Spider-man Mouse Ear

Iron Man mouse ears

Iron Man Mouse Ear

pirate mouse ear

Pirates of the Caribbean Mouse Ear (notice the earring in the ear)

Nostl.

Filed under: Blogs,I Geek Disney — admin @ 10:32 pm

Toy-Lines interviews Andrew Farago, author of Teenage Mutant Ninja Turtles The Ultimate Visual History

Posted on: August 28, 2014
tmnt cover

Toy-Lines – Were you a turtles fan as a child?

Andrew Farago – Absolutely. My younger brother and I watched the first television mini-series when it aired in December, 1987, and we were hooked immediately. I started tracking down the early comic books right away, and we began collecting the action figures as soon as they hit shelves the next year.

Toy-Lines – Can you explain how the idea for this book came about?

Andrew Farago – Chris Prince, an editor at Insight Editions, was familiar with my earlier books and wrote to me asking, “what do you know about the Teenage Mutant Ninja Turtles?” I told him I was a fan and I wrote up an outline for how I’d fill a 200-page book. He liked my approach and I got the assignment.

Toy-Lines – Were there times where your were writing that you discovered something you didn’t know which you knew you had to include in the book?

Andrew Farago – Definitely. Almost everyone I interviewed was very generous with his time and very willing to share stories about working on TMNT, and I could have written a 400-page book with all of the information I gathered during two years of research.

Toy-Lines – Was there anything you wanted to include but didn’t get to?

Andrew Farago – Plenty. Despite all of the time I spent researching, some TMNT projects didn’t quite fit into the book’s narrative, and in some cases, I just wasn’t able to talk to enough people who worked on a particular project before the book had to go to press. And sometimes I wasn’t able to get enough artwork to illustrate a particular chapter, so we had to take a different approach to make things work. I’m really pleased with the book that we produced, but the perfectionist in me wishes that we’d had another year and another 100 pages.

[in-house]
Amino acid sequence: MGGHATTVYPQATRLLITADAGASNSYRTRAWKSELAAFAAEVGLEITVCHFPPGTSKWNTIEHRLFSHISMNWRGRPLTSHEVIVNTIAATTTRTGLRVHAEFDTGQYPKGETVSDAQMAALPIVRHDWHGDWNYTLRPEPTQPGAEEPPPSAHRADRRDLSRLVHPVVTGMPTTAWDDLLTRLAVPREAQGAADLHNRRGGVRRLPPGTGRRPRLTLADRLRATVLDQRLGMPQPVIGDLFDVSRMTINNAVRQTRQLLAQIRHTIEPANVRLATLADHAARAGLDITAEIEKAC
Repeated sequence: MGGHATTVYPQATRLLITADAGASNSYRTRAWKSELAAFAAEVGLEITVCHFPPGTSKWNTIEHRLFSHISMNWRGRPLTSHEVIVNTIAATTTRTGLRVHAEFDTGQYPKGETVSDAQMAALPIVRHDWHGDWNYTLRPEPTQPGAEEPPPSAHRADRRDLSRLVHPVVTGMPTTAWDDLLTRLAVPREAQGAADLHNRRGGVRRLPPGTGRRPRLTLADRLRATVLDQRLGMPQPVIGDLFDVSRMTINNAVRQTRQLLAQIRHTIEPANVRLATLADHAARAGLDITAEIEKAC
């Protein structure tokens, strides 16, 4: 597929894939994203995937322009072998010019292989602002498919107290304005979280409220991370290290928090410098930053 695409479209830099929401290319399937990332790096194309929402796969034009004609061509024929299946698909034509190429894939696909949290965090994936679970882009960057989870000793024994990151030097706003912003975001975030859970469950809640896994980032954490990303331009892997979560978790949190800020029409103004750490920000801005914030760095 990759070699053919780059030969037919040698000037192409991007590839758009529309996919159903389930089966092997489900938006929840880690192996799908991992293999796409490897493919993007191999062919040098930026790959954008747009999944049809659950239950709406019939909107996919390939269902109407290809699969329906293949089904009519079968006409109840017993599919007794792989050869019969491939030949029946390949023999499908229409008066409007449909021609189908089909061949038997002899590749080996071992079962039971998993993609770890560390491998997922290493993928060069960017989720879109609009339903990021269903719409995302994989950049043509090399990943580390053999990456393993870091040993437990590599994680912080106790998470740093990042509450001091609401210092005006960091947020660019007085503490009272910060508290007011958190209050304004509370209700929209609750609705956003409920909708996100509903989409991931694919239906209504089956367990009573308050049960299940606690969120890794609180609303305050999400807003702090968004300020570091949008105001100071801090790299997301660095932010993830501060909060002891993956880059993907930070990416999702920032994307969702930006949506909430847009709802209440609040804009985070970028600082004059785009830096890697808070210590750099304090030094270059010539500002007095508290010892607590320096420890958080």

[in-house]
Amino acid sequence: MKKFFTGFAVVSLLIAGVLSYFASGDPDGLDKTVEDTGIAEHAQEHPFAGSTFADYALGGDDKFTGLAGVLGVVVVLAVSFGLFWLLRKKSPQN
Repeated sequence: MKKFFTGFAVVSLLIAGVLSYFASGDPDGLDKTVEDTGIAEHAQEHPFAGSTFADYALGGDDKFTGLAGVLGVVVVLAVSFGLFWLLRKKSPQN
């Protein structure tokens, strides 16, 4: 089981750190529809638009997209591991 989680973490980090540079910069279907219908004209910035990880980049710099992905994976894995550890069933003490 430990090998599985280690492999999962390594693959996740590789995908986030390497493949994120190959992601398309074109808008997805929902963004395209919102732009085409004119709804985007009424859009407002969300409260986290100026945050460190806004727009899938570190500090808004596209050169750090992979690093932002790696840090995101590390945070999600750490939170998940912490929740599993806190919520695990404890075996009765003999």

Toy-Lines – What was it like meeting Kevin Eastman & Peter Laird?

Andrew Farago – I haven’t met Peter in person yet, but had a great time trading e-mails with him over the course of a year while I was doing my research. Kevin’s a lot of fun, and I got to hang out with him a bit at the 2014 San Diego Comic-Con. He’s a very cool guy, and I was really impressed with how he interacted with his fans–hundreds of them! He was thrilled to meet each and every person who came up to him for a sketch or an autograph, and that was great to see.

Toy-Lines – While interviewing did everyone have fond memories of the turtles?

Andrew Farago – Just about. There were a few people who had less than ideal experiences while working on TMNT, but that usually related to individual projects that didn’t quite work out for one reason or another.

Toy-Lines – How important is family & friends when under taking a task such as this?

Andrew Farago – Very important. My wife has always been the primary editor on everything I write, and she’s the one who keeps me going when I’ve got to spend a full day transcribing tape-recorded interviews, or piecing together ten sets of e-mails into a coherent chapter, or frantically tracking down missing artwork for a chapter. My friends were very understanding of the weird schedule I had to keep when the book was getting into crunch time, too.

Toy-Lines – What is it like writing a book on the history of something that’s been around for so long? Exhausting?

Andrew Farago – It was pretty overwhelming at the outset, since every person I interviewed seemed to lead to another three people, and the sheer number of TMNT projects and products created over the years was staggering. I always had at least five e-mail chains going at a time, usually more.

Toy-Lines – How do you not verge off topic & did you ever worry you were forgetting something the turtles were a part of?

Andrew Farago – That’s why you have an editor. Chris Prince did a great job of making sure my narrative was focused, and was able to tell me when the book needed more information on a particular subject, when something should be dropped for the sake of the overall narrative, and when I’d gone completely off the rails.